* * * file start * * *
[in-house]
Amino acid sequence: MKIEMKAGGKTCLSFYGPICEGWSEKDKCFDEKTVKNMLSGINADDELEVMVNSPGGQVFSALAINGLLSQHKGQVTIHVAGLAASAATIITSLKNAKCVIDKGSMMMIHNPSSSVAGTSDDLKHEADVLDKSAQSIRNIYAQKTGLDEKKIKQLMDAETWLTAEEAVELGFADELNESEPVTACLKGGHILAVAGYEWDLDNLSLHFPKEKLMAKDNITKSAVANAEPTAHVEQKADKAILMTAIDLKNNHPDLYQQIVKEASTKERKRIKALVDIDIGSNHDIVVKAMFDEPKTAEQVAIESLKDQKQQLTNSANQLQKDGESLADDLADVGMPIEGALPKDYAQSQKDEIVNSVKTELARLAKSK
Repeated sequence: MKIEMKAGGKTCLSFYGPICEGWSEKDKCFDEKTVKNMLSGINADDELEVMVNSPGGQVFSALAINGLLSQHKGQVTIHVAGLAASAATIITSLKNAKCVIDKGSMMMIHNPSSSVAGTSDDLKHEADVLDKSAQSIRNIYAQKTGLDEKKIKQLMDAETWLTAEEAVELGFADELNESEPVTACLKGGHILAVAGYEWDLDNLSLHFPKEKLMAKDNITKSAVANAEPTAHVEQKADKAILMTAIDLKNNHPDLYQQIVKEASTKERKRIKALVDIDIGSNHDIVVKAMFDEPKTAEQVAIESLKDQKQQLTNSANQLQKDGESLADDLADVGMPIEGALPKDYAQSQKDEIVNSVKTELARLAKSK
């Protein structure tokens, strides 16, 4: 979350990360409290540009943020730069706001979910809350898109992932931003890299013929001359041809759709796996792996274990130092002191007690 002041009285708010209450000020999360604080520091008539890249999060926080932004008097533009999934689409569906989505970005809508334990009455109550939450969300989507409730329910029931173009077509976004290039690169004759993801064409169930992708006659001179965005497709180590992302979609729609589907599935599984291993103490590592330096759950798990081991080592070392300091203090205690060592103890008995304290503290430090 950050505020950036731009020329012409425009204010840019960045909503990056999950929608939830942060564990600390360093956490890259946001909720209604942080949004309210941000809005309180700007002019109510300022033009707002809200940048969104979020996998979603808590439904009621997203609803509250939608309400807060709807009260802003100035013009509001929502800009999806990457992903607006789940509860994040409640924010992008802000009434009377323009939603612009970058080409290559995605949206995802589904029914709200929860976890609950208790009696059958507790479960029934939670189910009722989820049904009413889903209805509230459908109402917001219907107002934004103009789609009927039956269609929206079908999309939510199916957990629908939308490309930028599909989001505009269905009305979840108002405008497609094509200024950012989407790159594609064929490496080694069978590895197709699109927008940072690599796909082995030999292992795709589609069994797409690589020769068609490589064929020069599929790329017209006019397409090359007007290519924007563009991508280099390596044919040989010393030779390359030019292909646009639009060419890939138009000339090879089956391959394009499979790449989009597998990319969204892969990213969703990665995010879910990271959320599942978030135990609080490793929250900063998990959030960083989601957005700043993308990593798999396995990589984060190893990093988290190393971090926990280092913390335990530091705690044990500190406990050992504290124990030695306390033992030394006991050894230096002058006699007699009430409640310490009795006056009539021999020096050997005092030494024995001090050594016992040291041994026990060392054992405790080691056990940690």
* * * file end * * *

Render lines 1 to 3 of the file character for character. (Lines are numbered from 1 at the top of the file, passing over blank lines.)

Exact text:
[in-house]
Amino acid sequence: MKIEMKAGGKTCLSFYGPICEGWSEKDKCFDEKTVKNMLSGINADDELEVMVNSPGGQVFSALAINGLLSQHKGQVTIHVAGLAASAATIITSLKNAKCVIDKGSMMMIHNPSSSVAGTSDDLKHEADVLDKSAQSIRNIYAQKTGLDEKKIKQLMDAETWLTAEEAVELGFADELNESEPVTACLKGGHILAVAGYEWDLDNLSLHFPKEKLMAKDNITKSAVANAEPTAHVEQKADKAILMTAIDLKNNHPDLYQQIVKEASTKERKRIKALVDIDIGSNHDIVVKAMFDEPKTAEQVAIESLKDQKQQLTNSANQLQKDGESLADDLADVGMPIEGALPKDYAQSQKDEIVNSVKTELARLAKSK
Repeated sequence: MKIEMKAGGKTCLSFYGPICEGWSEKDKCFDEKTVKNMLSGINADDELEVMVNSPGGQVFSALAINGLLSQHKGQVTIHVAGLAASAATIITSLKNAKCVIDKGSMMMIHNPSSSVAGTSDDLKHEADVLDKSAQSIRNIYAQKTGLDEKKIKQLMDAETWLTAEEAVELGFADELNESEPVTACLKGGHILAVAGYEWDLDNLSLHFPKEKLMAKDNITKSAVANAEPTAHVEQKADKAILMTAIDLKNNHPDLYQQIVKEASTKERKRIKALVDIDIGSNHDIVVKAMFDEPKTAEQVAIESLKDQKQQLTNSANQLQKDGESLADDLADVGMPIEGALPKDYAQSQKDEIVNSVKTELARLAKSK